The Meaningful and Happy Garden

Is it possible to maintain a garden without it being a chore? It is, if I am focused on the meaningful.  The trick to being happier with the many tasks in the garden is to make them significant. 

Monarch Caterpillar on Milkweed

How do you make your garden meaningful? Take every task on your garden to do-list and make it important by seeing how it is a gift to others. A mundane task of picking up a truckload of leaves at the City maintenance yard can be one of those chores that I would normally want to get over with so I can do something else. Anytime I perform a task only to get it done so I can check it off and move to the next task wont be joyful. Instead, examine the task to be done and think of how it will benefit others. The others can be strangers, wildlife, monarchs, bees, plants, friends or family. But the road to happiness is to bring meaningfulness to every task and not let your mind wonder to the other twenty items needing completion.  

Honeybee on Thyme Flower

Shifting your garden task list to a loving act of kindness will remove the words chore from your vocabulary. Maybe you have done a random act of Paying it Forward by giving the cashier the money for the person behind you at a drive thru and experienced the joy of giving to a stranger. Even the task of picking up a piece of trash can be meaningful if you see how the litter removal can add harmony to someone else’s life. How many times have I experienced frustration while I pick up trash grumbling about the person that left it behind. Today every piece of trash picked up is a blessing to someone else that now doesnt see it.  

I may not see the joy in a frogs face when I cover my bare ground with partially decomposed leaf litter but in the early evening and early morning hours I hear the rustling of leaves as they hop through them collecting their bug meal.  In the morning I see the Robin cock his head as he stands knee deep in leaf mulch looking for protein in the worm habitat I have created. Ive given to plant and soil life by cooling their roots and providing nutrition as the leaves decompose; insect life such as ground nesting bees by giving them a mulch that is easily moved so they can create a home to raise their young; human life by recycling; and home finances by not spending hundreds of dollars on mulch.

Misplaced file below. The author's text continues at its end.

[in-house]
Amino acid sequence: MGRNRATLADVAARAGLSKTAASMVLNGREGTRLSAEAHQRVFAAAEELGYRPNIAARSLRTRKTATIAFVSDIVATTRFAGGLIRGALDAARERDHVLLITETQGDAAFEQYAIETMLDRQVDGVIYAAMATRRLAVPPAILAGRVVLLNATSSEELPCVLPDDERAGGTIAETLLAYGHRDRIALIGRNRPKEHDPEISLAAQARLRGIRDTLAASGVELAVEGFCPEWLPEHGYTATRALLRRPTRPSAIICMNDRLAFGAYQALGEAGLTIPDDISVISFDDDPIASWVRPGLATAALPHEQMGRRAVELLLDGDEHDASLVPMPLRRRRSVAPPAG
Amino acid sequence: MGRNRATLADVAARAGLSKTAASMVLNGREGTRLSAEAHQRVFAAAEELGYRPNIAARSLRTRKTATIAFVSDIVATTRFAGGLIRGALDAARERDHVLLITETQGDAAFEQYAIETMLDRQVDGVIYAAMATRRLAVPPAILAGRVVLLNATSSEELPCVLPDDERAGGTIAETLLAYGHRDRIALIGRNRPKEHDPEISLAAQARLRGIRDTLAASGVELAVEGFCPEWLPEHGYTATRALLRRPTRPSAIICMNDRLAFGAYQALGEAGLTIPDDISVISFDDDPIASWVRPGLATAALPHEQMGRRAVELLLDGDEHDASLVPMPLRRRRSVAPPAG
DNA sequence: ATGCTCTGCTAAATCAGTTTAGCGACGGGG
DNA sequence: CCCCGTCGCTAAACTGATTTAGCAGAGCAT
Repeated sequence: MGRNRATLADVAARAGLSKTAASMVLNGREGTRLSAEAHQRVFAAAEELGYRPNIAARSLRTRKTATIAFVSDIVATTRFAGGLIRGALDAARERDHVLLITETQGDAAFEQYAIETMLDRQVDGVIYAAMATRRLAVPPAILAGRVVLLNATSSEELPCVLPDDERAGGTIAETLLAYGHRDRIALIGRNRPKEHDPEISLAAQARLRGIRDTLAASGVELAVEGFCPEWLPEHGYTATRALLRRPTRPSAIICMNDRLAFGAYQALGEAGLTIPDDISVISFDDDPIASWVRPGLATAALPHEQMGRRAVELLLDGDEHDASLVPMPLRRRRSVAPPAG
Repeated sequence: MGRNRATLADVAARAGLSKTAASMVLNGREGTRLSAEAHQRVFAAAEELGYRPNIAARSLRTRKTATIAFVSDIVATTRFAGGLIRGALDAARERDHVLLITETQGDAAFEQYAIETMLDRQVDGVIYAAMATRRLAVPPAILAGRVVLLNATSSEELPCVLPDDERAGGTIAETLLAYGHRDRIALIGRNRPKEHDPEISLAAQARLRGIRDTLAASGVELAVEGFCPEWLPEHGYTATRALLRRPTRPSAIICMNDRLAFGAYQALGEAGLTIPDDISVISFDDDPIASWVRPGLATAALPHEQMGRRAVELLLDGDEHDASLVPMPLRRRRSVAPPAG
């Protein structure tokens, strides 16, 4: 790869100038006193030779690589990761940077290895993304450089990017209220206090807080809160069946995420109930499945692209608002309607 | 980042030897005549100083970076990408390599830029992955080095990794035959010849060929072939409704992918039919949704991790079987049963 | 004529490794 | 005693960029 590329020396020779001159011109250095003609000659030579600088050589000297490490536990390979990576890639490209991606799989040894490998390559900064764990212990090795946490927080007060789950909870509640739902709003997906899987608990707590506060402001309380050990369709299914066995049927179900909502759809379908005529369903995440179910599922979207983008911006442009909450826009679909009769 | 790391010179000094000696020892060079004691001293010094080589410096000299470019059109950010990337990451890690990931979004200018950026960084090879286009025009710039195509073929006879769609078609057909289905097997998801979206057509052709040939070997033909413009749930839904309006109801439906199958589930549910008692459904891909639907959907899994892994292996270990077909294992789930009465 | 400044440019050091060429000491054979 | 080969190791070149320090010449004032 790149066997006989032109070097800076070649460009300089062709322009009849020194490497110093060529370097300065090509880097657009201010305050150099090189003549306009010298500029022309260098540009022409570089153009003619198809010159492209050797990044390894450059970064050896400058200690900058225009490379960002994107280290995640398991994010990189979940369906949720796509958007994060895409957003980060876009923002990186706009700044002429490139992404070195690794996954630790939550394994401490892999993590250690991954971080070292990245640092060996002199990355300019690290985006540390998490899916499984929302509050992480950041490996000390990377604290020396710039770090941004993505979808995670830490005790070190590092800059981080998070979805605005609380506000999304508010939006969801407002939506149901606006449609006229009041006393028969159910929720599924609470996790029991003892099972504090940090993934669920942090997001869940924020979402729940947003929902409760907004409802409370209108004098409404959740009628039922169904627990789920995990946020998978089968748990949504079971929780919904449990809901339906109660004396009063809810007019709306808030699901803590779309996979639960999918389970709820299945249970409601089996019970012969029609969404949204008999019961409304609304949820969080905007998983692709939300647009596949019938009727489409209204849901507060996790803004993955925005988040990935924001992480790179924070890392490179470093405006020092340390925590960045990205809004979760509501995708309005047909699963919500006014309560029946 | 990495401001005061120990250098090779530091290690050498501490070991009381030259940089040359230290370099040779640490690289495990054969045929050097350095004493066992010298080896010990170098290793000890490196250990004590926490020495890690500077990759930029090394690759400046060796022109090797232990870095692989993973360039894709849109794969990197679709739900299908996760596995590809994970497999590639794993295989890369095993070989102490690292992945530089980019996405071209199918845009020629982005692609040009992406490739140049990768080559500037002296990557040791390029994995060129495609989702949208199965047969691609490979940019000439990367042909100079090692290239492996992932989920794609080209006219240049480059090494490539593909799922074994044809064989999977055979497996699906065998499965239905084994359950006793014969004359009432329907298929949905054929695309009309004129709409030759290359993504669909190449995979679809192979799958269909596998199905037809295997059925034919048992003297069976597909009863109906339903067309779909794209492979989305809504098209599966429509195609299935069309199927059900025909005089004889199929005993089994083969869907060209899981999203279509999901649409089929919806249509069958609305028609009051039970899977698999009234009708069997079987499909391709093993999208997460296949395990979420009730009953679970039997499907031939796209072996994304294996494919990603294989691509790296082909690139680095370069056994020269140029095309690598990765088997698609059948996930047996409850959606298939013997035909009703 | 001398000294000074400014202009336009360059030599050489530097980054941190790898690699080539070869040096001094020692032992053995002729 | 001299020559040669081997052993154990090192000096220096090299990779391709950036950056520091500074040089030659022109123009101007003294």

Take your to-do list and see how it helps others and make it meaningful and as a result it will make you happy. When you find yourself feeling stressed take a look at the blessing you are providing and stay in the moment with your task. Use your 5 senses to experience the joy of present moment living. Smell the leaves earthy fragrance, listen to the sound of them as you pick them up, feel their texture as you spread them, see all the different types of leaves, and hear the rustling and crispness of them.  Once you experience a garden rather then look at it as an unending list of chores you will experience a meaningful and happy garden. It will even grow better since we have left the stress and negativity out of the atmosphere.  

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About Ann Barklow

Ann is a Certified Horticulturist, Master Gardener and Arborist with 35 years in the Horticultural and Landscaping Field. In her community, she serves on the Piedmont Tech Horticultural Advisory committee along with Bee City USA, America in Bloom, Lakeland's Master Gardener Board of Directors, and the Festival of Flowers Committee. She is a Strategic Partner with Park Seed, Wayside Gardens and Jackson and Perkins - educating on pollinators and wildlife.

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